US Vice President Mike Pence praised the heroic response by police...
America is reeling from yesterday’s mass shooting in Oregon, in which it appears Christians were targeted. Today is also the anniversary of another mass killing when Charlie Roberts entered an Amish school room and shot 10 girls, killing 5 of them before shooting himself. His mother Terri Roberts writes for us on the tragedy of that day and whether, after such events, there can be any hope and healing for the families of both perpetrators and victims.
My story is deeply personal, coming from one who has plummeted into cavernous heartache and resurfaced, stronger. It’s also a story I don’t own alone. It was public, it was shared, right from the start.
The Amish school shooting of 2006 was an event that shocked the world but especially our quiet community in Lancaster County, Pennsylvania—an event for which my beloved son Charlie was responsible. Nine years later, the grief and the loss still linger. And yet, while grappling with their grief, the Amish promptly began calling it the 'happening,' choosing to look for a positive slant—so characteristic of them.
Returning to any semblance of a normal life in the face of such circumstances is different for each member involved. Healing is never identical. Like each of the others, I had to choose how I would react to this nightmare. Would I accept the reality that things would never be the same again? Surrender and submission are often considered weakness. However, in this situation they were evidence of strength of character. Forgiveness is not an emotional response, a feeling—it is a choice. The fact that each member of my family chose to forgive has brought tremendous healing to all of us.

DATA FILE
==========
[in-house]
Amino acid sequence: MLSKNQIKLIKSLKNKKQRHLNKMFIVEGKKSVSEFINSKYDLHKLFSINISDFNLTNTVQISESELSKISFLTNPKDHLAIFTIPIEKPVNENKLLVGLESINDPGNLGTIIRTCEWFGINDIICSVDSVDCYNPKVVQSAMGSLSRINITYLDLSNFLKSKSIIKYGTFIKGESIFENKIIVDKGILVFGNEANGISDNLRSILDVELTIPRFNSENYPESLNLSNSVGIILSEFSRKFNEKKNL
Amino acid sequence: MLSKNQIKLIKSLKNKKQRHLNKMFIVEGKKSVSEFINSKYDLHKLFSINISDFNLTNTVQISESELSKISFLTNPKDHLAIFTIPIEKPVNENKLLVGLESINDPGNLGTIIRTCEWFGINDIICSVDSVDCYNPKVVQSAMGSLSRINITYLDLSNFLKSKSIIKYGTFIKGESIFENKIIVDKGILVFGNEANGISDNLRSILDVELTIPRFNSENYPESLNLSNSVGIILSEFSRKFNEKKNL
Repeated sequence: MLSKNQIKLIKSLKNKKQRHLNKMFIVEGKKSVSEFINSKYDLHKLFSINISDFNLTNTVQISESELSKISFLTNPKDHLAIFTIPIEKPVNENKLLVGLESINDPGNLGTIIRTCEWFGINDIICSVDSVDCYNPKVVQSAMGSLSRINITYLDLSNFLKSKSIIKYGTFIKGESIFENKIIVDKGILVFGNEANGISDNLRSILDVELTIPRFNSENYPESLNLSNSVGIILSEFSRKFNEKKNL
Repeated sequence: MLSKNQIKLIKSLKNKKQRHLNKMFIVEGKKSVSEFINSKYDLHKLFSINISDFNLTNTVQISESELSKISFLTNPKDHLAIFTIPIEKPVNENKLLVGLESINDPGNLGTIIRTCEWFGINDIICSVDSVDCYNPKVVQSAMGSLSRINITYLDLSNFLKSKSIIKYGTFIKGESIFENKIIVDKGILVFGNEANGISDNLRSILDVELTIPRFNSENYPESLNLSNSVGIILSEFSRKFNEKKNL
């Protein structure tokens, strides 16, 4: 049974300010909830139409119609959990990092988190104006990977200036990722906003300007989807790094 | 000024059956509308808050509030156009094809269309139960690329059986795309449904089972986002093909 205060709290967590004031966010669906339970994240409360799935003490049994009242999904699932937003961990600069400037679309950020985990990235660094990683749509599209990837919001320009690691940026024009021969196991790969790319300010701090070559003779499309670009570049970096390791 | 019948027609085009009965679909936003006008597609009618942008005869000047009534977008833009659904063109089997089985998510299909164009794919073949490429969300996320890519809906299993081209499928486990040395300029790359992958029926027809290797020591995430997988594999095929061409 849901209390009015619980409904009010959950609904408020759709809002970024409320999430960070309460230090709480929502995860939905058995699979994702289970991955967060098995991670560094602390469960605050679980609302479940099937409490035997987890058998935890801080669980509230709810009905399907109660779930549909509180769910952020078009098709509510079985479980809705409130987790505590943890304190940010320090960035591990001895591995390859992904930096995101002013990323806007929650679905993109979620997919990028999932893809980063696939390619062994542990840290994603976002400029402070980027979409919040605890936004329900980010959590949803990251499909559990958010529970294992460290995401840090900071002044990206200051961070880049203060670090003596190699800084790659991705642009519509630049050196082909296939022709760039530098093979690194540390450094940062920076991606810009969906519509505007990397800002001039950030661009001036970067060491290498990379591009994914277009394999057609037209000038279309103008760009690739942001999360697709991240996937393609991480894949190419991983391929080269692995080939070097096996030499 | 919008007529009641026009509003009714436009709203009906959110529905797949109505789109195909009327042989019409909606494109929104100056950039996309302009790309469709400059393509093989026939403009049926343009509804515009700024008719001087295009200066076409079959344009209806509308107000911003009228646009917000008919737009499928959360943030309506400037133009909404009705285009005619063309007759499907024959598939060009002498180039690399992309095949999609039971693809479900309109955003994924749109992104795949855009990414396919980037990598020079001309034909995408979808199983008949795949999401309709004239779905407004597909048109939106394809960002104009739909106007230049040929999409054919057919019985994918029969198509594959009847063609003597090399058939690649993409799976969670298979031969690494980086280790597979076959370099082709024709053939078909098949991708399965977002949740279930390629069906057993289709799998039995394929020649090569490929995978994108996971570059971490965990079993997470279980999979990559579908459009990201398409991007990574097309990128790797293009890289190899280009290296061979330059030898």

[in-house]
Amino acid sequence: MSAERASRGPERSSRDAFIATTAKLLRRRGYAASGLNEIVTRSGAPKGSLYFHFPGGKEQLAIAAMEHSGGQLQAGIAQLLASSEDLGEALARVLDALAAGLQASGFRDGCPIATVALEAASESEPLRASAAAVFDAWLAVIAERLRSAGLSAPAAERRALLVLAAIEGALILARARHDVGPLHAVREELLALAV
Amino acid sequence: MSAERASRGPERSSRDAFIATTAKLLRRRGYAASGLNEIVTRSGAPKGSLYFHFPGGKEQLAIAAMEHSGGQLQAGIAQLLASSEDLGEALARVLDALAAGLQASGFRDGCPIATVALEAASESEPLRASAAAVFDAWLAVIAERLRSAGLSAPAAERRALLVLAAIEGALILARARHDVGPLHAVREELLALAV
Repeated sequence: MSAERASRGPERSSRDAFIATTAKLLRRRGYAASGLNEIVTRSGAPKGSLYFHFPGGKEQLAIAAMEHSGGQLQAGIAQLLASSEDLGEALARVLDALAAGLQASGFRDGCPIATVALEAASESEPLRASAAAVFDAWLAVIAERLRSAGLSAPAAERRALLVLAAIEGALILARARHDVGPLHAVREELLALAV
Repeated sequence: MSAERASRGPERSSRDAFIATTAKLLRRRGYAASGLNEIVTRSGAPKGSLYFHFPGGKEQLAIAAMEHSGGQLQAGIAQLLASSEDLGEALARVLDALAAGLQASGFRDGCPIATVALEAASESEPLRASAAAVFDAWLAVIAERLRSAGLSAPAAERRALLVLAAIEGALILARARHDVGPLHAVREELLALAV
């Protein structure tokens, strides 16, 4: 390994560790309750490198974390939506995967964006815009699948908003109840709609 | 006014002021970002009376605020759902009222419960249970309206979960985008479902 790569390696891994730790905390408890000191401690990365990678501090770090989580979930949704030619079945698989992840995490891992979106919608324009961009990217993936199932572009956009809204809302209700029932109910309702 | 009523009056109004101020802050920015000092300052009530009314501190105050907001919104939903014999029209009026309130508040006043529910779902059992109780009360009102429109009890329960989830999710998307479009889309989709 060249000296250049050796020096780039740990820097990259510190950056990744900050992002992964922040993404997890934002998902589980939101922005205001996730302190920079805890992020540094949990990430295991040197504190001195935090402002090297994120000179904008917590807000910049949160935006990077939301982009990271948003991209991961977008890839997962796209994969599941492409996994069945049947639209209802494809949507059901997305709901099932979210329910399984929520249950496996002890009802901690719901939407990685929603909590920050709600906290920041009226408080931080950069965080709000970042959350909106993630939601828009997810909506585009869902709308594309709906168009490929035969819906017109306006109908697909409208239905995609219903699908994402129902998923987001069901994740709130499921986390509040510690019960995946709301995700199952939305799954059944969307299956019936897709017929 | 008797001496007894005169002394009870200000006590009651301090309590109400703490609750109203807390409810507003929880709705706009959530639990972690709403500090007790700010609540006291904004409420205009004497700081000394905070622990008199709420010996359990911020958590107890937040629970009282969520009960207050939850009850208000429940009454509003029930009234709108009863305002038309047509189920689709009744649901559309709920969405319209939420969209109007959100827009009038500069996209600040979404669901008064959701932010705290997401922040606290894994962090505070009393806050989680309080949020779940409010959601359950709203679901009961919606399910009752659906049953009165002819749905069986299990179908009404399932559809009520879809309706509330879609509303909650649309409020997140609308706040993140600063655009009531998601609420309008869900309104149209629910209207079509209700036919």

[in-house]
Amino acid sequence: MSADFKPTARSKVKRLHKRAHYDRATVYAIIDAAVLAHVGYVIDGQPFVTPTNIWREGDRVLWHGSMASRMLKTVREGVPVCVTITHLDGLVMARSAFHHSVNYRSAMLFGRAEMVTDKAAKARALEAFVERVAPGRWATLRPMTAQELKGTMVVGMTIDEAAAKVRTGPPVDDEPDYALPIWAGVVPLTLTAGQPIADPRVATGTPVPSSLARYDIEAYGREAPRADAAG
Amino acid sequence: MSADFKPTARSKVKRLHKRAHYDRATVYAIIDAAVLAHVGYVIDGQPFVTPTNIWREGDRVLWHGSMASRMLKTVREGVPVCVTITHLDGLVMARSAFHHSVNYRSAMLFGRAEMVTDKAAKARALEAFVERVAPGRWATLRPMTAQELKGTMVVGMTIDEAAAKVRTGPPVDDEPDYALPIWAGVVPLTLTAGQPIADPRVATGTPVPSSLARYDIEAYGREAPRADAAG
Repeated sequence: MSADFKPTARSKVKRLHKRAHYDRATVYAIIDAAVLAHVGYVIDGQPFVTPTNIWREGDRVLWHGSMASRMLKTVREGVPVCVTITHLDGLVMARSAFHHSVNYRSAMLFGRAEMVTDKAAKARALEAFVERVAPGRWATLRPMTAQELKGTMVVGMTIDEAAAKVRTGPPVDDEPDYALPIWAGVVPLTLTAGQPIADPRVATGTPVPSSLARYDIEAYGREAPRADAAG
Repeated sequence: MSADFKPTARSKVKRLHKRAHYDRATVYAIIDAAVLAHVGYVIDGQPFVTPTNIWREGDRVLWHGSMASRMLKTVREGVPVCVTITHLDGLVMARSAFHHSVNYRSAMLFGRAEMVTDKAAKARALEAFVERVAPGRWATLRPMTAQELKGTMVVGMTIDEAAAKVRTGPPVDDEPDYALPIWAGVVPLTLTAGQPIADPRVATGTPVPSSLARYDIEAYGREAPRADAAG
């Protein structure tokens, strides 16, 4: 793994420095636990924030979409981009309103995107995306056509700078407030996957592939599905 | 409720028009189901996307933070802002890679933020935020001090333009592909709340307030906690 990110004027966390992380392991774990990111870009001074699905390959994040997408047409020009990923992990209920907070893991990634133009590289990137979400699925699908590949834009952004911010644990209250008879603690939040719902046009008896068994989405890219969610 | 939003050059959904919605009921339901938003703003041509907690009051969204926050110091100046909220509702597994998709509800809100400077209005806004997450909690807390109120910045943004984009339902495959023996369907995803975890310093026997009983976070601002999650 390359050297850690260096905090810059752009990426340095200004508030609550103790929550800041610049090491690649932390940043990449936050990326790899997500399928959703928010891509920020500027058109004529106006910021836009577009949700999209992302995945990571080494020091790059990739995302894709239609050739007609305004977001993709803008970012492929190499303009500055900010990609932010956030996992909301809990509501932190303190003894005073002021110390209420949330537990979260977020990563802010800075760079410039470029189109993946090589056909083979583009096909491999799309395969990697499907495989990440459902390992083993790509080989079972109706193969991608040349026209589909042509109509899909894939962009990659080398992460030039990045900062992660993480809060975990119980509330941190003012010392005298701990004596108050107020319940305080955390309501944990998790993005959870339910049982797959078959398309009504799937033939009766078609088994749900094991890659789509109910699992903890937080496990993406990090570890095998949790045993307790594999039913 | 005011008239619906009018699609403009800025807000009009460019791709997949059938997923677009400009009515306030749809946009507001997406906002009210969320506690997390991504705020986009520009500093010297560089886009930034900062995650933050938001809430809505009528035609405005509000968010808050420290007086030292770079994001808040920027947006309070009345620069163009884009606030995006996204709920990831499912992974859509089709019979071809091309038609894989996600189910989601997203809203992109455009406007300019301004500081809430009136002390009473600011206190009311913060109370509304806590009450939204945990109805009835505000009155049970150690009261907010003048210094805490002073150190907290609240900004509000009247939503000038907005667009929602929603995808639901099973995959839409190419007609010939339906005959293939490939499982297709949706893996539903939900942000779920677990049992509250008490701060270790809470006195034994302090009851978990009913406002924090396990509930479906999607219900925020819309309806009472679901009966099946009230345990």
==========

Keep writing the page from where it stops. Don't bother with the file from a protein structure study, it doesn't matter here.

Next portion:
As my story unfolds, there is joy mixed with the adversity. We cannot restore what was lost yesterday, we cannot replace the lives of those we loved, but we can move forward into one tomorrow after another—trusting in a God who genuinely cares about every feeling and emotion along the way.
What in your own life are you still grasping with? Bitterness, anger, or even a lurking desire that the one who hurt you also face some hurt of their own? None of this moves us forward. We can remain stuck in the swirls of our minds, or we can surrender ourselves to the care of a compassionate God.
Trust in God wholeheartedly, lean not on our own understanding—is this really possible? This is what I’ve done, and what I’m determined to do in the days and months and years ahead. We can never figure life out in our own finite minds. Letting go and letting God be supreme has given me strength where I had none.
This has especially been my experience in bolstering an ongoing relationship with Rosanna, the most injured of the five survivors. Remarkable grace allows me to continue a profound friendship I could never have imagined.
Making the right choices in the hardest of places has given me strength beyond my own ability to cope. I hope you will join me on this journey into tomorrows—and discover, as I have, an intriguing joy.
It’s time to tell an even wider audience about me, about them, about our interwoven lives, as I’ve done in my newly released book, Forgiven. This is a story of how a community confronts distress and moves forward, together.
For more information visit joythroughadversity.com
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